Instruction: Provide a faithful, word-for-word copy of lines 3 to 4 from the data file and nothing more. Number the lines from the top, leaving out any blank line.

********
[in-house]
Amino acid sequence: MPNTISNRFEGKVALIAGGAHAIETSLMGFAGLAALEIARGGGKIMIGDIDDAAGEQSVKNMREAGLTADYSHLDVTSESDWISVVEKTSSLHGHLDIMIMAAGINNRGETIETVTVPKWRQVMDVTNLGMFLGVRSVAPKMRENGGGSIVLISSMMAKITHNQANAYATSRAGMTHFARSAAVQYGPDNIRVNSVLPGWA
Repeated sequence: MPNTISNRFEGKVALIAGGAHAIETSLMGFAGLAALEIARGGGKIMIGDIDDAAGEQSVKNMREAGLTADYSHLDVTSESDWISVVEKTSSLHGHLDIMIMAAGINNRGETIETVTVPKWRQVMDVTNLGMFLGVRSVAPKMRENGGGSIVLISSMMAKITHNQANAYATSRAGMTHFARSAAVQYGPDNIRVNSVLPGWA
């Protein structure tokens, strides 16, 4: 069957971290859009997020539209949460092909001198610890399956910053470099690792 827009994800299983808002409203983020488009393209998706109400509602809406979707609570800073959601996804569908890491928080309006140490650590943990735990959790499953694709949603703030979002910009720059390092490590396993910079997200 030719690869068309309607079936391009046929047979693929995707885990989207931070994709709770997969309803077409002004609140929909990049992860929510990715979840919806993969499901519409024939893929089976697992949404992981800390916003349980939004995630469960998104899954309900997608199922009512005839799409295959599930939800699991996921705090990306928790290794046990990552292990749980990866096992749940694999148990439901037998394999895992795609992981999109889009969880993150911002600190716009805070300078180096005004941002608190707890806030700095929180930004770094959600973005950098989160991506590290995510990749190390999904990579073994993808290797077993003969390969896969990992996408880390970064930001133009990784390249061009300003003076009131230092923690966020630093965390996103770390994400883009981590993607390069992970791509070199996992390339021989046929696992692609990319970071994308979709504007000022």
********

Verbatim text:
Repeated sequence: MPNTISNRFEGKVALIAGGAHAIETSLMGFAGLAALEIARGGGKIMIGDIDDAAGEQSVKNMREAGLTADYSHLDVTSESDWISVVEKTSSLHGHLDIMIMAAGINNRGETIETVTVPKWRQVMDVTNLGMFLGVRSVAPKMRENGGGSIVLISSMMAKITHNQANAYATSRAGMTHFARSAAVQYGPDNIRVNSVLPGWA
């Protein structure tokens, strides 16, 4: 069957971290859009997020539209949460092909001198610890399956910053470099690792 827009994800299983808002409203983020488009393209998706109400509602809406979707609570800073959601996804569908890491928080309006140490650590943990735990959790499953694709949603703030979002910009720059390092490590396993910079997200 030719690869068309309607079936391009046929047979693929995707885990989207931070994709709770997969309803077409002004609140929909990049992860929510990715979840919806993969499901519409024939893929089976697992949404992981800390916003349980939004995630469960998104899954309900997608199922009512005839799409295959599930939800699991996921705090990306928790290794046990990552292990749980990866096992749940694999148990439901037998394999895992795609992981999109889009969880993150911002600190716009805070300078180096005004941002608190707890806030700095929180930004770094959600973005950098989160991506590290995510990749190390999904990579073994993808290797077993003969390969896969990992996408880390970064930001133009990784390249061009300003003076009131230092923690966020630093965390996103770390994400883009981590993607390069992970791509070199996992390339021989046929696992692609990319970071994308979709504007000022």